- Business Advocacy
Fine wine and cheeses in front of me. The glistening water and picturesque banks of the Willamette River around me. Life is good in Portland, Oregon.
Relaxing into the cushions of a 21-foot Duffy Electric Boat under the shade of its surrey-like canvas top, I watched in lazy enjoyment as the beautiful waterfront homes — some of them floating right at the water’s edge — bridges, velvety green islands, and occasional manufacturing sites passed before my eyes. While it was a bit like Newport Beach, where Duffy boats were invented in 1968, the serenity, greenery, and wildlife was pure Oregon.
Mallards and drakes floated past. And — oh my! Out of nowhere, a sea lion surfaced to our portside with a huge wild salmon in its mouth. Phones clicked and videoed as the sea lion proceeded to toss and thrash the hapless fish into meal-size pieces. Lunchtime on the river!
Even our captain and founder/owner of the Portland Electric Boat Company, Christopher Lloyd, was amazed. His boats have been plying the Willamette River for two years now, and Captain Lloyd said he’d never seen anything like this hungry sea lion.
The sea lion escapade was a one-in-a-million surprise. But for visitors like me, who haven’t been to Portland for a while, it was just the first of many great new experiences, including the Duffy boat ride.
Ordinarily, the electric boats are a do-it-yourself adventure. Anyone can rent one of the 10-passenger boats for several hours, stock it with food and beverages if they wish, and sail it themselves.
“All you need is a driver’s license. You can cruise all the way to beautiful Willamette Falls and back,” Mr. Lloyd explained.
Elsewhere in the city, I delighted in discovering Godzilla, well, a mural of Godzilla, lording it over skateboarders at the Burnside Skatepark under Burnside Bridge; the Planter’s Mr. Peanut’s NUTmobile; Stark’s Vacuum Museum, which chronicles dust-busting machines from the 1800s to the 1960s; traditional Japanese bread (I didn’t know there was such a thing); and a flourishing craft mead scene, like the ancient Vikings’ honey wine, only better, at the Oregon Mead & Cider Co.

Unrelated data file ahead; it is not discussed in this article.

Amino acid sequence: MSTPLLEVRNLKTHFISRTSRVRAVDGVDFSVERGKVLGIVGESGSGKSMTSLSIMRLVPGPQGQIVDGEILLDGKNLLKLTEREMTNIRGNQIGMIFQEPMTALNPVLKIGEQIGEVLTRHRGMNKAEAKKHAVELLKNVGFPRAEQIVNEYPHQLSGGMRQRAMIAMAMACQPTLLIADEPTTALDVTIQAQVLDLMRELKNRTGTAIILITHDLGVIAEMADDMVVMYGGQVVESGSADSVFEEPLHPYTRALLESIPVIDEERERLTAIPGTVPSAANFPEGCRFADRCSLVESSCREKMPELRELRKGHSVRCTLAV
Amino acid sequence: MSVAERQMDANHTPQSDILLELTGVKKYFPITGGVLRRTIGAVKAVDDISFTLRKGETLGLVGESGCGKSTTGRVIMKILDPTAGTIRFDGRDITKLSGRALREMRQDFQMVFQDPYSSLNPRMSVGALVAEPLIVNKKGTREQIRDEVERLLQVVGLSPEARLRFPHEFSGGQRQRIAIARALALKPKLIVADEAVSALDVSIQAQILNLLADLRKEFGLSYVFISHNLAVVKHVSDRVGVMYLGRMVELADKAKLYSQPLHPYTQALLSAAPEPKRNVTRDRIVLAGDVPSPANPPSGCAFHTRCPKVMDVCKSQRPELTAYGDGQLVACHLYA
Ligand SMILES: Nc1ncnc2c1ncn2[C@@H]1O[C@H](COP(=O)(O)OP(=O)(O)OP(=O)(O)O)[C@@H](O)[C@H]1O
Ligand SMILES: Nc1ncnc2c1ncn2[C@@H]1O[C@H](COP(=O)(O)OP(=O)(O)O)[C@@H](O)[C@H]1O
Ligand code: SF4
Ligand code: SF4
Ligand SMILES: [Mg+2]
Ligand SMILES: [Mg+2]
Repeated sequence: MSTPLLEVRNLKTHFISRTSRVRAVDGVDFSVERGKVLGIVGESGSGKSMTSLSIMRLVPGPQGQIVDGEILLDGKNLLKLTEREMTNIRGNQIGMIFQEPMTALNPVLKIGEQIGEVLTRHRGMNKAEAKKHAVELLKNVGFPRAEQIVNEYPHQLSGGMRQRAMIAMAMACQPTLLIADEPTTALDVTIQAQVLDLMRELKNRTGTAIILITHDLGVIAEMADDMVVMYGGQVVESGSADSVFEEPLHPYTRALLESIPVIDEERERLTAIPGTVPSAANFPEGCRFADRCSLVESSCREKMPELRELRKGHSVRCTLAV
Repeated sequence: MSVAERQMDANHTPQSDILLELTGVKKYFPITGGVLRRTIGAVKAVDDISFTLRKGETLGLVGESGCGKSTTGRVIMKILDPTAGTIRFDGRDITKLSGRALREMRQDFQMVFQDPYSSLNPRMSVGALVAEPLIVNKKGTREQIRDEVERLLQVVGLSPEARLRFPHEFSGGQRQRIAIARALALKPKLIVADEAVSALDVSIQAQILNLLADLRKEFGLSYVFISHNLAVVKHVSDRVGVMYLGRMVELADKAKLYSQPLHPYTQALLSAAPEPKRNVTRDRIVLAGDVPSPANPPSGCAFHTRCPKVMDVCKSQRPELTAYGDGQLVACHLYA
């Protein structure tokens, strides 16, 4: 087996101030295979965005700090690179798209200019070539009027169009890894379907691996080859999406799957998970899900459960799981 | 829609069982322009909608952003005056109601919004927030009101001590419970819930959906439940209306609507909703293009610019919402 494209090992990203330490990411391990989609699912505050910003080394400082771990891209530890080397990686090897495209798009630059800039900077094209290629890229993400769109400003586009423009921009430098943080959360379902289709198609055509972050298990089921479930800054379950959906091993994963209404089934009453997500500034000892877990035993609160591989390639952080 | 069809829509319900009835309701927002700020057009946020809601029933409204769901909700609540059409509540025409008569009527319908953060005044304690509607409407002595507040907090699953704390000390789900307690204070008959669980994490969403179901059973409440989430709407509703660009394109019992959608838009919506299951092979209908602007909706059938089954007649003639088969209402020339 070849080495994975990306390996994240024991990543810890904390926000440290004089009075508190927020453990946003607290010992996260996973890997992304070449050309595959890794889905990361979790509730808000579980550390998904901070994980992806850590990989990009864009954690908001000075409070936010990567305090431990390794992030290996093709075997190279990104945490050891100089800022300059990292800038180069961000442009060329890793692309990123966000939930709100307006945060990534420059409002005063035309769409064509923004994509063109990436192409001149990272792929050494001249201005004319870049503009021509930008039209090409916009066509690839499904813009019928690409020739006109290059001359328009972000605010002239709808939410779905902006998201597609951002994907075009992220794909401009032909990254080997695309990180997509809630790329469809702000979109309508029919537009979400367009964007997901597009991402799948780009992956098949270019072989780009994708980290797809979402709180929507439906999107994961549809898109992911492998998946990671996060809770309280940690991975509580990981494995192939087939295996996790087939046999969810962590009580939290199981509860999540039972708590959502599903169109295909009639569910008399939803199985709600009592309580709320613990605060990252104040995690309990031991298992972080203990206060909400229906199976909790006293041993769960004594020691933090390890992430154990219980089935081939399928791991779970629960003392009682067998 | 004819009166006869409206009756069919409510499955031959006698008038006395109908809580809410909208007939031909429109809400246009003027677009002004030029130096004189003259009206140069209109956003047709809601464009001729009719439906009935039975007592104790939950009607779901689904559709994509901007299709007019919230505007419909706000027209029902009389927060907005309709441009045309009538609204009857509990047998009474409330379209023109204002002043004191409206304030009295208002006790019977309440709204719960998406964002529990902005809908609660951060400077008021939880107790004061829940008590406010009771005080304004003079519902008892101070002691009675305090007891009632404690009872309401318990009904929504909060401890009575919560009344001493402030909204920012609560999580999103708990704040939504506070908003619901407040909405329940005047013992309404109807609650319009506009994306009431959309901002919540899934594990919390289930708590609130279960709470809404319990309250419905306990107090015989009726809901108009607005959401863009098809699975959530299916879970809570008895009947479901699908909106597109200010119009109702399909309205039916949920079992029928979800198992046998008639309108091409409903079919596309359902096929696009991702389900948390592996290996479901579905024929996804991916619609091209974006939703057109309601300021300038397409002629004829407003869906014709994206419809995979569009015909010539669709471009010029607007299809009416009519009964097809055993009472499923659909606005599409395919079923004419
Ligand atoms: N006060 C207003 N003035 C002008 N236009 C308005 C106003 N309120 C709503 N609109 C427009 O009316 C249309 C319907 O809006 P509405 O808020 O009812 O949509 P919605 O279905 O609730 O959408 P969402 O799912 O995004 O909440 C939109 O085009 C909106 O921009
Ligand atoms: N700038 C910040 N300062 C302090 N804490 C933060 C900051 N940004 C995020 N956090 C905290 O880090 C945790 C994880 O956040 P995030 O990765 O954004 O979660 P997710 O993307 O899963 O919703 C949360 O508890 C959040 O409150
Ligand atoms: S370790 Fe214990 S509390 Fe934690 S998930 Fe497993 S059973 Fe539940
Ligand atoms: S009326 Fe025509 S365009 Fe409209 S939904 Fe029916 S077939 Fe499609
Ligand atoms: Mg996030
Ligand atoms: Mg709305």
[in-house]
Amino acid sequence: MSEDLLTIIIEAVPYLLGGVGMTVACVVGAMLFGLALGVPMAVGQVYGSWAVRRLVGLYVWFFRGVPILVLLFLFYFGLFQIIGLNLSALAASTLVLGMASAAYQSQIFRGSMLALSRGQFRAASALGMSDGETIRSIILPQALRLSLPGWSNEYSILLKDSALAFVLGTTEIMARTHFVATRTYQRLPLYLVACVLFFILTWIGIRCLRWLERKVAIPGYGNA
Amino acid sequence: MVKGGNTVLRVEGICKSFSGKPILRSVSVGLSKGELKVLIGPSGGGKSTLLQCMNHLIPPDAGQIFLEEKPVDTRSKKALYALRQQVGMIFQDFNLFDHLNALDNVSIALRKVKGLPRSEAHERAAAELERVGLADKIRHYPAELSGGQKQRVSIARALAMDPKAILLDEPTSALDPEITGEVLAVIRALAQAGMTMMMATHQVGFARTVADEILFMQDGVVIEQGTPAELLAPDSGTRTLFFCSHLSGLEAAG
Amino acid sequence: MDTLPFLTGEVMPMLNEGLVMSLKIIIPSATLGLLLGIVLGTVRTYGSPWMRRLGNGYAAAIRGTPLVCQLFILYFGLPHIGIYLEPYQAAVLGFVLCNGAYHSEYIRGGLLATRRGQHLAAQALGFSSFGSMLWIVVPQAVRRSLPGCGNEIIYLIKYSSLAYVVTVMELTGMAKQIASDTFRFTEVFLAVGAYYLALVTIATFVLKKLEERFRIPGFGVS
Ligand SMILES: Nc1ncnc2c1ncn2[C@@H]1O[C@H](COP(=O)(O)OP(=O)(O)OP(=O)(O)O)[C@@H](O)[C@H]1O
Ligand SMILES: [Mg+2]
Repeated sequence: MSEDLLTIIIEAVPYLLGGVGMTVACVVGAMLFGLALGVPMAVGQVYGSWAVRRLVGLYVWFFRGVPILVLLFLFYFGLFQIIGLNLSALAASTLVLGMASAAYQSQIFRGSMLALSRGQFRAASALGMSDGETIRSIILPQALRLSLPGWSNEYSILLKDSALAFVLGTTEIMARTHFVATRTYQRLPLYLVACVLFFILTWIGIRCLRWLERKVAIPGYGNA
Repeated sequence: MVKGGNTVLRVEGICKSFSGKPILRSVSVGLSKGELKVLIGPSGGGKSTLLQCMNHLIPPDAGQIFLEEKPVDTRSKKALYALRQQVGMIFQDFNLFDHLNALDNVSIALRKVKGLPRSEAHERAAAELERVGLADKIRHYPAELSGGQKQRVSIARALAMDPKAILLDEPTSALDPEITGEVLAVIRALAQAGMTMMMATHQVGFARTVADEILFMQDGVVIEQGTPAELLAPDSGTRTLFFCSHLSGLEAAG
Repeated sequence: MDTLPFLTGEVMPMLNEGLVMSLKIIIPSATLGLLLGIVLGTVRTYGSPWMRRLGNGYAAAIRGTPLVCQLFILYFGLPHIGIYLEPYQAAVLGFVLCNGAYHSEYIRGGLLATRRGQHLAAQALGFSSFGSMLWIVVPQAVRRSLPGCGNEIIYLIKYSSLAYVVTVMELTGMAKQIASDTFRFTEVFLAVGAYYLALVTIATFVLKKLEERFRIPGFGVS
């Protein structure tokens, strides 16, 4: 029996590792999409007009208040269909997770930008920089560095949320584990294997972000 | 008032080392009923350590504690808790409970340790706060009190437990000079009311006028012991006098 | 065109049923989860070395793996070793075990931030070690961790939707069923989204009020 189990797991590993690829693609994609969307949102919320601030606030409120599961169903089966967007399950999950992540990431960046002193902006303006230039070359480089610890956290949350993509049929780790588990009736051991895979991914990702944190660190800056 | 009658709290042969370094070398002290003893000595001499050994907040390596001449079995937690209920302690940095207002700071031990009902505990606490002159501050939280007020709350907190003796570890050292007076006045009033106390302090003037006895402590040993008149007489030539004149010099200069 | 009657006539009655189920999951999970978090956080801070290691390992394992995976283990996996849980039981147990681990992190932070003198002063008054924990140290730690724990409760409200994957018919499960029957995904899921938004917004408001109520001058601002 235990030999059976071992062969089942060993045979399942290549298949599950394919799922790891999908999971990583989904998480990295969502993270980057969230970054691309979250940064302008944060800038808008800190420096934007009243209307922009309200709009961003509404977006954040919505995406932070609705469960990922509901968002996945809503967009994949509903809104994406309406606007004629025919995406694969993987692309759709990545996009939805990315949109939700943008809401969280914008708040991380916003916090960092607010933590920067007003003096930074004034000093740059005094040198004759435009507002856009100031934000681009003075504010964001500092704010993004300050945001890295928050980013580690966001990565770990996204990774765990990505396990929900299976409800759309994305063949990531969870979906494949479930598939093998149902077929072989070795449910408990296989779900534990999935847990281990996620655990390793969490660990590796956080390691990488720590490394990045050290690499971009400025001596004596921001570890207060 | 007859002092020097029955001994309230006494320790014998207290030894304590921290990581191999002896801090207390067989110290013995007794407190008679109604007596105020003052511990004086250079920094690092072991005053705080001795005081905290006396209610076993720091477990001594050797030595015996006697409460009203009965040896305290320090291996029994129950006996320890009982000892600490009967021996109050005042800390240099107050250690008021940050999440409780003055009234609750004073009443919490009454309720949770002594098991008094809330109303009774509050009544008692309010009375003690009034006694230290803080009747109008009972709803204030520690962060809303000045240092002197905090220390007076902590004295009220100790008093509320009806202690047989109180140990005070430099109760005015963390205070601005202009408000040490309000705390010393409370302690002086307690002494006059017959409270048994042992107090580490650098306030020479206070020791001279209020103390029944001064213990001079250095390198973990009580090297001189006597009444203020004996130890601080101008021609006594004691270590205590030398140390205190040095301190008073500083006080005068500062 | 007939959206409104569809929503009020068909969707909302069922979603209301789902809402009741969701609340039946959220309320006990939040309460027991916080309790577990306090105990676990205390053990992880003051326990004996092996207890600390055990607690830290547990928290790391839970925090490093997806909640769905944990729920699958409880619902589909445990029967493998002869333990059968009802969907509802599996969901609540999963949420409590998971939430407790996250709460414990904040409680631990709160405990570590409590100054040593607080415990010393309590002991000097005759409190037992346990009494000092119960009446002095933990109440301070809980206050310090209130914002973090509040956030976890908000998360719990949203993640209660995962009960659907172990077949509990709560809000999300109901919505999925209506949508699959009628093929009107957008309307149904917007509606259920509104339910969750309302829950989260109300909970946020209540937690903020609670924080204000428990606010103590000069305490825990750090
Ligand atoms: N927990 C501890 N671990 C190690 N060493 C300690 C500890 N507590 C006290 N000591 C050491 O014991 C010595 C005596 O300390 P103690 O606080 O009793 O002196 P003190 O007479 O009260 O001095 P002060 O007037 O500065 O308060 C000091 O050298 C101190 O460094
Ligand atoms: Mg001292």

Sassy little pastry faces stuck out their chocolate tongues at me at the Oyatsupan Bakers in Beaverton, Greater Portland’s only traditional Japanese bread and sweet treats bakery. Opened two years ago by Hiroyuki Horie, who spent 25 years running Japanese baking giant Pasco Shikishima Corporation’s Los Angeles and Portland operations, the Japanese native now crafts from scratch the Japanese breads, pastries, and sandwiches he was unable to find on the West Coast.
His success has been instant. No surprise. This was my first taste of Japanese pan bread. Unlike Western hard bread, Mr. Horie’s loaves, baguettes, puff pastries, and sandwich breads are pillowy soft, with a silky texture akin to cotton candy. The sassy pastries — swirled chocolate tucked into a spiral of puff pastry — tasted like chocolate mousse on butter bread. And his kare donuts (football shaped fritters filled with Japanese beef curry, rolled in breadcrumbs and deep fried) were to die for.
At the nearby Dapper & Wise Roasters Coffee Lab, I learned the art of coffee “cupping” to find my true coffee favorites. The lab offers weekly free cupping classes and a menu of paid courses from roasting to latte art. First, I smelled the fragrance of the dry grounds in the cup. Next, I sniffed the aroma once boiling water was poured in and then broke the “crust” (foam to me) and inhaled the “burst of volatile aromatics.” Last, I loudly slurped up the coffee from a large spoon to “vaporize the liquid and simultaneously taste and smell the coffee,” according to the coffee sommelier. If I can only remember this the next time I buy coffee beans.
Tea is also a Portland star. I watched as millennials carefully hand-blended and hand-wrapped exotic tea leaves into small-batch blends at the Steven Smith Teamaker production facility and tasting room, established by the late Steven Smith, a Portland native and co-founder of Stash Tea and Tazo.
“Our only goal is to make tea we like to drink,” Tony Tellin, head tea maker, told me. “Mission accomplished,” I thought, after tasting the Golden Tippy Assam full leaf black tea.
Not to forget hard liquor. Turns out that Trail Distilling in Oregon City is the first distillery in the first city west of the Mississippi since Prohibition, creating all-American gin and vodka. And Big Bottom Distilling in Hillsboro is a leader in American whiskey.
Where to stay? I continued the fun at the slightly quirky and totally popular McMenamins Grand Lodge Hotel in Forest Grove. Once a historic Masonic and Eastern Star building, the hotel now sports whimsical art — think 1960s — 90 unique guestrooms, a spa, bar, two restaurants, and gardens. In the summertime, guests enjoy outdoor and indoor live music and seasonal events.
For more information, visit www.travelportland.com.